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Senator says Justice won’t provide witnesses
The ranking Republican on the Senate Judiciary Committee says the Justice Department has refused to make available 11 of 12 department witnesses called by the panel for transcribed interviews in the ongoing investigation of the botched Fast and Furious weapons operation.
Sen. Chuck Grassley said that despite the department’s promises of good faith cooperation in the probe, only one witness has been provided so far - former U.S. Attorney Dennis Burke in Arizona, who resigned in August after taking responsibility for his mistakes during testimony about Fast and Furious before a House committee.
“The department has refused to schedule interviews with any of the other 11 witnesses. That’s not the good-faith cooperation I was promised, and it is unacceptable,” said Mr. Grassley, Iowa Republican. “If this controversy has taught us anything, it is that you have to talk directly to the people who know the facts.
Mr. Grassley and Rep. Darrell Issa, California Republican and chairman of the House Oversight and Government Reform Committee, have been investigating the Bureau of Alcohol, Tobacco, Firearms and Explosives‘ Fast and Furious operation for several months.
They discovered that more than 2,000 weapons illegally purchased by “straw buyers” at Arizona gun shops, including hundreds of AK-47 semi-automatic assault rifles, were allowed to be walked to drug smugglers in Mexico.
More than 1,400 of the weapons are still unaccounted for. Two AK-47s purchased at a gun shop in Glendale, Ariz., were discovered at the site of the shooting death of U.S. Border Patrol Agent Brian A. Terry, killed during a gunfight with Mexican bandits just north of the border near Nogales, Ariz.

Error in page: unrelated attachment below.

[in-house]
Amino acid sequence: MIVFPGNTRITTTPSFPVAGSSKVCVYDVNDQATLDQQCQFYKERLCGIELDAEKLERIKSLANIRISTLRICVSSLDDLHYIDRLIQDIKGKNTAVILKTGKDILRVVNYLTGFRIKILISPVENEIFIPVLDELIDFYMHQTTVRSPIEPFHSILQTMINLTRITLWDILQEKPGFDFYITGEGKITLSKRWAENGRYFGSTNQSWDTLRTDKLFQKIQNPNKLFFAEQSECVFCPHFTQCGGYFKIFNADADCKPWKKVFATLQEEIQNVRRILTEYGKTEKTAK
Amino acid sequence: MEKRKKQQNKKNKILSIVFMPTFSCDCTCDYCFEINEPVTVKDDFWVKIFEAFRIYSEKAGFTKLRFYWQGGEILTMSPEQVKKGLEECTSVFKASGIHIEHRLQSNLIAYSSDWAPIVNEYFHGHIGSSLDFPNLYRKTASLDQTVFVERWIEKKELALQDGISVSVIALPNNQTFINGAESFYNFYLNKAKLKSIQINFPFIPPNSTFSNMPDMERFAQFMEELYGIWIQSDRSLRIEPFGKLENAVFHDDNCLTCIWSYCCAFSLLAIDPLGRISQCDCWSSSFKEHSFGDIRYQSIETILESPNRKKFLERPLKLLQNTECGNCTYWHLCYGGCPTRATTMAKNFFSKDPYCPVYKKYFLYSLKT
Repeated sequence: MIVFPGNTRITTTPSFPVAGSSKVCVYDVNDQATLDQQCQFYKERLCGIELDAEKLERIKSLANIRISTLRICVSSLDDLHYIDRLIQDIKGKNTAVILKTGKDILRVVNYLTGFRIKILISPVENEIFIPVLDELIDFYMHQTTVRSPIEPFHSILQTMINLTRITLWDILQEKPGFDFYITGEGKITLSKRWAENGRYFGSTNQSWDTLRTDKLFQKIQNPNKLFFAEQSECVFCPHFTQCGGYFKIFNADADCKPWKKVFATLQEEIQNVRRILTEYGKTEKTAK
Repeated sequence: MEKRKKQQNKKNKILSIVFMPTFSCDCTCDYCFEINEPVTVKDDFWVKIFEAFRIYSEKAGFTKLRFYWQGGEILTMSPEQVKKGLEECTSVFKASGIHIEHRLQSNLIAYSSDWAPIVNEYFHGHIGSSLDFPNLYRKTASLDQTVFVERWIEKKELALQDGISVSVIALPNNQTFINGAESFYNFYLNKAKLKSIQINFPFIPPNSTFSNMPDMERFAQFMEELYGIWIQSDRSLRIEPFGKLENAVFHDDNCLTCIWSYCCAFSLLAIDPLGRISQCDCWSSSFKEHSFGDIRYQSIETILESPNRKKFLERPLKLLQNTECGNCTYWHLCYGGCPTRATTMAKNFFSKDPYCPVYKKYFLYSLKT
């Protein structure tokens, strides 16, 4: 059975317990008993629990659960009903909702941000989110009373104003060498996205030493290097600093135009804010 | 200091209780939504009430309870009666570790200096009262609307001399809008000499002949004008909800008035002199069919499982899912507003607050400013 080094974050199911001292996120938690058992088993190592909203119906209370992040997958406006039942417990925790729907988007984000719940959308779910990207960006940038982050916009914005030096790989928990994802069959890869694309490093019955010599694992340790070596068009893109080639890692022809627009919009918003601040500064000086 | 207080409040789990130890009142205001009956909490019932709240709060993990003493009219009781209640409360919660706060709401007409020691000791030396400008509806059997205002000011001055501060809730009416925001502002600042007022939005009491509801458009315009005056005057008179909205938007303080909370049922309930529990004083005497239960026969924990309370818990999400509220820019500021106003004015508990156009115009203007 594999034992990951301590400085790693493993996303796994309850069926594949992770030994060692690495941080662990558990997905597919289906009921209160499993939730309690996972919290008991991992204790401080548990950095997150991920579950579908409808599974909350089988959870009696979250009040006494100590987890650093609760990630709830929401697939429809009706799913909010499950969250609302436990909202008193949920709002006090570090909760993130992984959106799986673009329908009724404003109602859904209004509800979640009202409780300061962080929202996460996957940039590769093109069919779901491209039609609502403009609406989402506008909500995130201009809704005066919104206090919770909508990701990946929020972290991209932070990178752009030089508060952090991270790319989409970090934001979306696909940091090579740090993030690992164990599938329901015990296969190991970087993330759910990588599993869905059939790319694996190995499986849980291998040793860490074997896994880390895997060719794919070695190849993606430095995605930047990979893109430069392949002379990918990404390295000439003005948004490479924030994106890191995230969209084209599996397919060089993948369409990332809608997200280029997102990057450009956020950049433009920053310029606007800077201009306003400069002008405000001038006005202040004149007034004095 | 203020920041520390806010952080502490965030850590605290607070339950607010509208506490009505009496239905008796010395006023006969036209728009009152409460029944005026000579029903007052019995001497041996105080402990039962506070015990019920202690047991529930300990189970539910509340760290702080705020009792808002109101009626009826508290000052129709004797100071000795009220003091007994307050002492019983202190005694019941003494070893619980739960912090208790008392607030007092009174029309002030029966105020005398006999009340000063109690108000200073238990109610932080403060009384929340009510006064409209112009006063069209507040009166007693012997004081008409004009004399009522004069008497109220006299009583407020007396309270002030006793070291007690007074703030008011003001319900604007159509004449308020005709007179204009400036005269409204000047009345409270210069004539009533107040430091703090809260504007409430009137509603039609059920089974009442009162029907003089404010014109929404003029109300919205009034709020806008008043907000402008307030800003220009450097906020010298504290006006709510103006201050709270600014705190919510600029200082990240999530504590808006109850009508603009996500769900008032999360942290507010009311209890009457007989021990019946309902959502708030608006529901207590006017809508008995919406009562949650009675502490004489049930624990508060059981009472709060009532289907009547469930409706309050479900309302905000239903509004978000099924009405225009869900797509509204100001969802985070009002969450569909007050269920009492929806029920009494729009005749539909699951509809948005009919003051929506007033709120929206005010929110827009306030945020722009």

Mr. Grassley also noted that during a Justice Department oversight hearing Tuesday, Attorney General Eric H. Holder Jr. “shifted slightly” from a denial in May that gun-walking had occurred during the Fast and Furious operation to “a wait-and-see position,” noting that he didn’t know if guns had been walked and would wait for the results of an investigation by the Justice Department's Office of Inspector General.
“We have come a long way since May,” Mr. Grassley said. “On Tuesday, the attorney general finally admitted that the whistle-blowers were right all along, about gun-walking in Fast and Furious. While I am pleased the attorney general is no longer trying to deny the obvious, he did not fully own up to his responsibility.”
Mr. Grassley said Assistant Attorney General Lanny Breuer, who heads the Justice Department’s Criminal Division, admitted last week that he had known since April 2010 the ATF allowed guns to be walked to Mexico and regretted not telling the attorney general about it earlier.
Mr. Grassley said Mr. Breuer also admitted that he knew the Justice Department’s blanket assertion that ATF did not walk guns was false, having to acknowledge the validity of documents showing he had been briefed about gun-walking in an earlier operation called Wide Receiver.
“Anyone who knew about gun-walking in any case also knew that the department’s initial letter to me was false,” he said. “The attorney general said the letter was based on the best information available at the time. But senior officials at headquarters, like Breuer and Weinstein, knew better.”
The Justice Department did not respond to an email requesting comment.
Mr. Issa this week also asked Ronald Weich, assistant attorney general for legislative affairs, to explain who prepared or helped prepare a Feb. 4 letter he sent to Mr. Grassley denying that guns had been walked into Mexico as part of Fast and Furious.
He said the congressional investigation of the operation has shown that the statement was untrue, and that senior Justice Department officials knew at the time Mr. Weich made the denial that it was untrue.
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About the Author
Jerry Seper is the investigative editor for The Washington Times.
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